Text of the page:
Microsoft and Google agree on DMARC
A new email authentication framework called DMARC could make spoofed domains in messages a thing of the past.
Email providers AOL, Google, Microsoft, and Yahoo have signed up to a new standard which they think could make it easier to verify the authenticity of email messages. The standard, which will be run by the DMARC.org, aims to make email more trustworthy and phishing more difficult.
The new standard dictates rules about how email senders should authenticate messages, and communicate their authentication practices, and how message recipients can discover and implement sender policies. It has taken the DMARC.org group 18 months to produce and a Google spokesman said that it is a proposed mechanism by which senders and receivers can work together to fight phishing.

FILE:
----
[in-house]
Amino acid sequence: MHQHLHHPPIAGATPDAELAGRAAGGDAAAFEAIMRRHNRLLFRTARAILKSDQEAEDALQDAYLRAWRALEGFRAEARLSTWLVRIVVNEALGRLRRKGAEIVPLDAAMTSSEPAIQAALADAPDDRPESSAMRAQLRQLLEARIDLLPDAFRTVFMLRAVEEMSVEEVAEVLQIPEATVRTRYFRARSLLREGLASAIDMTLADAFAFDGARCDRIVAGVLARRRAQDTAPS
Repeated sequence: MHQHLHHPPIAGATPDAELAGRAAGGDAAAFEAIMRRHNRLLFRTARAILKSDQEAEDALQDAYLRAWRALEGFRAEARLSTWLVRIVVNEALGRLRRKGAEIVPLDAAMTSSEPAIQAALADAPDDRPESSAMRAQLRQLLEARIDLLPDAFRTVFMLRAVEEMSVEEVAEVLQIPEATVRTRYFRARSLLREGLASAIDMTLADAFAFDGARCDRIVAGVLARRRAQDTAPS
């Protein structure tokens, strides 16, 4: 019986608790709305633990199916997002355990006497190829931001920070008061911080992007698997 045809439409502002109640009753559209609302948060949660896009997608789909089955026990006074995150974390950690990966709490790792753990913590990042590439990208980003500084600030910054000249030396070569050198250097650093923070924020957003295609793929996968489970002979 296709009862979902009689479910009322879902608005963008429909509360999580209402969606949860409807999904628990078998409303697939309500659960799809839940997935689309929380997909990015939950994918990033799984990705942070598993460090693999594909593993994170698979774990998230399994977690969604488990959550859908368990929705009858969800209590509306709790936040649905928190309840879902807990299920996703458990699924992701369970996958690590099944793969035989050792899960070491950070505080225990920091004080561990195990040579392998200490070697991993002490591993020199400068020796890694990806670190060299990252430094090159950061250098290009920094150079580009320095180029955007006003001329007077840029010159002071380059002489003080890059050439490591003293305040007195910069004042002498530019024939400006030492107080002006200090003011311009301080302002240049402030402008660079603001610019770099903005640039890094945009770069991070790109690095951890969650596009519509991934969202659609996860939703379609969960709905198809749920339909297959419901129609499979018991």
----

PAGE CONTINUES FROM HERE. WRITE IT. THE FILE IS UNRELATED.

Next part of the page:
At the moment email senders can easily make their messages appear to come from someone else's Internet domain. DMARC is supposed to enhance existing specifications such as SPF and DKIM. It offers a way to formalise and automate message authentication processes and reporting so that security scales.